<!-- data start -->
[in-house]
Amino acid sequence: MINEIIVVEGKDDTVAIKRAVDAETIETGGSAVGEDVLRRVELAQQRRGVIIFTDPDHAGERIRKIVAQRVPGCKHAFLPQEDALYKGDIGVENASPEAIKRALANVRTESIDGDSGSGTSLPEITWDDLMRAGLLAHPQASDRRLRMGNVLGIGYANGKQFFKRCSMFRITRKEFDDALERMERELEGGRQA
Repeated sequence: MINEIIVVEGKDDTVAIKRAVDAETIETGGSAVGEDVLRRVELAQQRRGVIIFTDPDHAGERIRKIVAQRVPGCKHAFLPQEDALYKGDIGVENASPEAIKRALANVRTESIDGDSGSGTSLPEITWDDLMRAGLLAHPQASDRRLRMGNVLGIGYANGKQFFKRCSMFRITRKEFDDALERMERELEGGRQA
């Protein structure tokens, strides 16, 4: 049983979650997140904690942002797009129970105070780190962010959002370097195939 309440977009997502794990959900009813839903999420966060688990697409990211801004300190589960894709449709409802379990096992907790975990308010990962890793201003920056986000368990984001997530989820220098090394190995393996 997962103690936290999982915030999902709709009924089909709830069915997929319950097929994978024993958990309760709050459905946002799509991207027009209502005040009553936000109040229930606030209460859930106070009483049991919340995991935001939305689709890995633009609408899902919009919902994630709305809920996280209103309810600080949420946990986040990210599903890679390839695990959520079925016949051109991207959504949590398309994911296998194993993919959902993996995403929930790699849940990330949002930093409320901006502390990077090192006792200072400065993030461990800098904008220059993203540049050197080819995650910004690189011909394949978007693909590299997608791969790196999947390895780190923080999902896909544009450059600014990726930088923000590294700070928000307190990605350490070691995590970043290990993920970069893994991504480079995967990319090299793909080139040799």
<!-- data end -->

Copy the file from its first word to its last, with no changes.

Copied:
[in-house]
Amino acid sequence: MINEIIVVEGKDDTVAIKRAVDAETIETGGSAVGEDVLRRVELAQQRRGVIIFTDPDHAGERIRKIVAQRVPGCKHAFLPQEDALYKGDIGVENASPEAIKRALANVRTESIDGDSGSGTSLPEITWDDLMRAGLLAHPQASDRRLRMGNVLGIGYANGKQFFKRCSMFRITRKEFDDALERMERELEGGRQA
Repeated sequence: MINEIIVVEGKDDTVAIKRAVDAETIETGGSAVGEDVLRRVELAQQRRGVIIFTDPDHAGERIRKIVAQRVPGCKHAFLPQEDALYKGDIGVENASPEAIKRALANVRTESIDGDSGSGTSLPEITWDDLMRAGLLAHPQASDRRLRMGNVLGIGYANGKQFFKRCSMFRITRKEFDDALERMERELEGGRQA
């Protein structure tokens, strides 16, 4: 049983979650997140904690942002797009129970105070780190962010959002370097195939 309440977009997502794990959900009813839903999420966060688990697409990211801004300190589960894709449709409802379990096992907790975990308010990962890793201003920056986000368990984001997530989820220098090394190995393996 997962103690936290999982915030999902709709009924089909709830069915997929319950097929994978024993958990309760709050459905946002799509991207027009209502005040009553936000109040229930606030209460859930106070009483049991919340995991935001939305689709890995633009609408899902919009919902994630709305809920996280209103309810600080949420946990986040990210599903890679390839695990959520079925016949051109991207959504949590398309994911296998194993993919959902993996995403929930790699849940990330949002930093409320901006502390990077090192006792200072400065993030461990800098904008220059993203540049050197080819995650910004690189011909394949978007693909590299997608791969790196999947390895780190923080999902896909544009450059600014990726930088923000590294700070928000307190990605350490070691995590970043290990993920970069893994991504480079995967990319090299793909080139040799």